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Vinny deMacedo

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(Redirected from Viriato Manuel deMacedo)
Vinny deMacedo
Member of the Massachusetts Senate
from the Plymouth and Barnstable district
In office
January 7, 2015 – November 29, 2019[1]
Preceded byTherese Murray
Succeeded bySusan Moran
Member of the Massachusetts House of Representatives
from the 1st Plymouth district
In office
1999 – January 7, 2015
Preceded byJoseph Gallitano
Succeeded byMatt Muratore
Personal details
Viriato Manuel Pereira de Macedo

(1965-10-16) October 16, 1965 (age 58)
Brava, Cape Verde
Political partyRepublican
SpouseJennifer deMacedo

Viriato Manuel Pereira de Macedo (born October 16, 1965[2]), also popularly known as Vinny deMacedo, is a Cape Verdean American politician, and was the Massachusetts State Senator for the Plymouth and Barnstable District, which comprises the communities of Bourne, Falmouth, Kingston, Pembroke, Plymouth, and Sandwich. He is a Republican who was sworn into the Massachusetts Senate on January 7, 2015. In November 2019 deMacedo resigned from the Massachusetts Senate to take a job in higher education.[1]

Political career[edit]

Senator deMacedo had no political experience prior to becoming a candidate for the Massachusetts House of Representatives on November 3, 1998, running against the Democratic incumbent Joseph Gallitano. He won the election by a tight margin of 189 votes.[3] He subsequently won re-election as Massachusetts State Representative seven times, serving through 2014.[1]

In November 2014, he was elected to the Massachusetts Senate, succeeding retiring Massachusetts Senate President Therese Murray as state senator for the Plymouth and Barnstable District.[4] As of 2016 he held the position of Ranking Minority Member on the Senate Committee on Ways and Means.[5] His legislative priorities included solving the opiate epidemic facing Massachusetts and ensuring the Commonwealth's fiscal responsibility.[6] Vinny served as one of five state senators (along with 11 state representatives) on the Joint Committee on Marijuana Policy.[7]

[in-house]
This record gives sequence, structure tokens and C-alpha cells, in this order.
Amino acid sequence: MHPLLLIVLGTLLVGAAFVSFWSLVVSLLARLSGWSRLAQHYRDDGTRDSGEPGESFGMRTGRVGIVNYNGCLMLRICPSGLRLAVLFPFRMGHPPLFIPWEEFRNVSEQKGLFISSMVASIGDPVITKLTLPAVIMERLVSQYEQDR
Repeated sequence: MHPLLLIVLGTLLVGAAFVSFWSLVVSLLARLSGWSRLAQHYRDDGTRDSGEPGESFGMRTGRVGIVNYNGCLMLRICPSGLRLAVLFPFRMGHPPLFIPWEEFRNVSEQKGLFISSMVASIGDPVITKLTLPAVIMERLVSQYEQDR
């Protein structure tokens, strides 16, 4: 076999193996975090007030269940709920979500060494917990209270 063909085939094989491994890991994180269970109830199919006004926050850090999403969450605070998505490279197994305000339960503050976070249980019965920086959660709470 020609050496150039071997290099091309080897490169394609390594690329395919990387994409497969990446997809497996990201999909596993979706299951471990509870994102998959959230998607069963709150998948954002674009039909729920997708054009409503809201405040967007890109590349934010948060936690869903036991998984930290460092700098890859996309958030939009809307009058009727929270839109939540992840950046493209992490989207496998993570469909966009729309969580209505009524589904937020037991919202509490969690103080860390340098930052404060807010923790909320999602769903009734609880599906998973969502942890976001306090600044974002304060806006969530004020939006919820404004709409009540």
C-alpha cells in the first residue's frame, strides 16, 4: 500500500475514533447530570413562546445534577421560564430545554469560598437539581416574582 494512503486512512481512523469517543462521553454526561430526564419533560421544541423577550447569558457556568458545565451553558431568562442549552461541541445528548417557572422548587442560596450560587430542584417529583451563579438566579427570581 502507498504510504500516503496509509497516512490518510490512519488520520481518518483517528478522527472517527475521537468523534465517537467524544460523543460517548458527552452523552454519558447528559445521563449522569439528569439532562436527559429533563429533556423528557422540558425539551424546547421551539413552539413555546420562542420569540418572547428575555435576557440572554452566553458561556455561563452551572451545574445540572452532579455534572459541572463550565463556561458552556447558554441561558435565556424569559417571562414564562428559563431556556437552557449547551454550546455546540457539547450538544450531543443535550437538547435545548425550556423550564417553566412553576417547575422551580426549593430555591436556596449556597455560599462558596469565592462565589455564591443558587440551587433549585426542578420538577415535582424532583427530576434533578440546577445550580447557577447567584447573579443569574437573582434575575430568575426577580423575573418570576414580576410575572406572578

During his 16 years in the Massachusetts House, he received many awards for his legislative work including:

Photo of Senator Vinny deMacedo at Massachusetts Ways and Means hearings.


Senator deMacedo was born in Brava, Cape Verde.[8] He has six siblings, including an older brother, Donaldo Macedo.[8] In 1966, when he was six months old, the family immigrated to the New England region of the United States, where they lived at first in Dorchester, before three years later moving to Kingston, where deMacedo was raised.[8] He graduated from Silver Lake Regional High School in 1983. He went on to study at New York's The King's College, from which he graduated with a Bachelor of Arts in Business Administration in 1987.

After graduating deMacedo began working for his brother in the car business before starting his own gas station in Cedarville in 1991. He continues to be the owner and operator of the RWA Mobil Station on Route 3A. He is a member of the Cedarville and Sagamore Business Association and the Plymouth Area Chamber of Commerce.

He is married to Jennifer de Macedo, and is the father of three children.

He visited Cape Verde in January 2008, for the first time since moving to the United States, as part of a political mission,[9] and met several members of the Cape Verdean government, including the President Pedro Pires.[10]

See also[edit]


  1. ^ a b c Spillane, Geoff (November 21, 2019). "State Sen. Viriato 'Vinny' deMacedo, R-Plymouth, wraps up 21-year legislative career". Cape Cod Times. Retrieved 2020-03-01.
  2. ^ profile at Keep Us Connected
  3. ^ Robert Pree (1998-11-15). "Pondering A Pair Of Political Improbables: Gas station owner makes the grade". Boston Globe/NewsBank.[permanent dead link]
  4. ^ "DeMacedo handily wins Senate seat".
  5. ^ "Senate Committee on Ways and Means". The 189th General Court of the Commonwealth of Massachusetts. malegislature.gov. Archived from the original on July 26, 2016.
  6. ^ "New Senator Says His Top Priority is Curbing Opiate Addiction".
  7. ^ "Joint Committee on Marijuana Policy". MALegislature.gov. The General Court of the Commonwealth of Massachusetts. Retrieved August 24, 2018.
  8. ^ a b c Miller, Yawu (January 11, 2012). "Two Brothers, Two Sets of Political Viewpoints". CommonWealth. commonwealthmagazine.org. Retrieved 2020-03-01.
  9. ^ "Lei de repatriação dos EUA prejudica países pequenos" (in Portuguese). A Nação. 2008-01-16.
  10. ^ "Pedro Pires Recebe Deputado Estadual Norte-Americano, Vinny Macedo" (in Portuguese). Expresso das Ilhas. 2008-01-07.

External links[edit]

Preceded by Massachusetts State Senator Plymouth and Barnstable District
Succeeded by
Preceded by Massachusetts State Representative 1st Plymouth District
Succeeded by